It is my assumption that any of all of Nigeria’s 300 plus tribes could do what was done here with equal dexterity as the one nationality that was overwhelming represented under this nondescript bridge, but the Igbo men who had made this their trade and who eked a living here daily had clearly found their niche. Anyone else stuck out like a sore thumb.

The fascinating exchange of commercial banter was all too familiar to me, having grown up in Lagos myself and I quickly made my way to the center of the colorful milieu to find someone to fix my phone problem. No sooner had I walked into the market than I was besieged with a dust storm of would be consultants offering me their own version of the services they had conjectured I needed, based on some clever observation or more randomly on whatever was first to pop into their heads and out of their mouths.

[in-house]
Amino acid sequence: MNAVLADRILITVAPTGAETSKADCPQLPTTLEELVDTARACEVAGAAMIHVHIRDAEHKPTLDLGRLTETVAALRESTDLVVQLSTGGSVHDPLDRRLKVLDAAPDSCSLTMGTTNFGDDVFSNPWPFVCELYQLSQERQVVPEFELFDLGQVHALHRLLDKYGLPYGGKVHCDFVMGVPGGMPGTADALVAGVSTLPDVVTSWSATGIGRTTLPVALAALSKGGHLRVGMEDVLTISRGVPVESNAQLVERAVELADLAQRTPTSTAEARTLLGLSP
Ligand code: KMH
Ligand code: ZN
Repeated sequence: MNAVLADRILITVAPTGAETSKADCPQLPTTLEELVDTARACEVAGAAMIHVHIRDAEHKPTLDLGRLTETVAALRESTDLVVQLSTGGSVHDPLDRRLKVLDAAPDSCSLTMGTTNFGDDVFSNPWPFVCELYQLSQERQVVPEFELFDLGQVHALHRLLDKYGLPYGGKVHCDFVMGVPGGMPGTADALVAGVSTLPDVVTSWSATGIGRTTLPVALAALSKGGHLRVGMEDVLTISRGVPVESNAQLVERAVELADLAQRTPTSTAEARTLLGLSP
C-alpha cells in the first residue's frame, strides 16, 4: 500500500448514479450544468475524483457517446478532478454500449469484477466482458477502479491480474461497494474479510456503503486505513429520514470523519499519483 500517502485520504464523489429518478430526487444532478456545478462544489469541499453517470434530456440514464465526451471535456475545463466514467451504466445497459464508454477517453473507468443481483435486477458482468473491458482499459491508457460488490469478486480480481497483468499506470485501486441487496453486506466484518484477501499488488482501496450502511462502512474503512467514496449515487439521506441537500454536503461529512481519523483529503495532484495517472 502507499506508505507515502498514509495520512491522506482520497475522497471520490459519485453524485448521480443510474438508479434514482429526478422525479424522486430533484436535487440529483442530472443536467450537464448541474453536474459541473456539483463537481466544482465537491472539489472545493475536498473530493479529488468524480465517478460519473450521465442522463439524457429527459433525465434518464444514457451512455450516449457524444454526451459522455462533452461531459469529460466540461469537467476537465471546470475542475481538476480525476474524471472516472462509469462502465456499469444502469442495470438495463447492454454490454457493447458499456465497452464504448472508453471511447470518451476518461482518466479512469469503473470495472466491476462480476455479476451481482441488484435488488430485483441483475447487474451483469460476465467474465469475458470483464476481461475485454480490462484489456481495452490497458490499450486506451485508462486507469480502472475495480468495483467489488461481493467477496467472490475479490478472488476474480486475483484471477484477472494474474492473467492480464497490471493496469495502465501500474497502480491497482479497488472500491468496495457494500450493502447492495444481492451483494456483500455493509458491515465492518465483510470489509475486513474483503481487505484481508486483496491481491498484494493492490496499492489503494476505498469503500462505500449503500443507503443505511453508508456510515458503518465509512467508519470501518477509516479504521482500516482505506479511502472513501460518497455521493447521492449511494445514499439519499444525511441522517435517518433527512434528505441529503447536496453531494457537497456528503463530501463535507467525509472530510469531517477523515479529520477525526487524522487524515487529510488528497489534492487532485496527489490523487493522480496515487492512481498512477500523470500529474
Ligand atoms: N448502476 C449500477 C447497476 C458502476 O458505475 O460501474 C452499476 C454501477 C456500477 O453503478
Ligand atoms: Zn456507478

‘ Blackberry Bold Oga?’
‘ Case for Nokia Lumia?’
‘ You wan flash your phone?’

I settled for a younger fellow, one who in my opinion, (an opinion that in hindsight I realize was wrong) was less likely to have become hardened by the faltering Nigerian economy and as such was less likely to ask exorbitant fees or produce substandard merchandise.

He began to greet me and it was then that I realized that perhaps I was not that much different from my uncle in Ibadan, who because of the unfortunate and unspeakable things that he witnessed during the Biafran war, was convinced that “…gbogbo won ni o da. Igbo ki’ s’eyan gidi…”

His accent was thick, laced with a typical eastern drag, and he drew each syllable longer than necessary and ended each phrase with a high intonation, typical of the Igbo style of pidgin English. I found myself careening precariously over the edge of civility, almost lifting my hand to cover my nose at what I reckoned to be an overzealous dousing of cheap cologne and the occasional whiff of whatever he was trying so unsuccessfully to conceal.

His name was Chimdi and for the moment he was my I.T consultant and I, his client.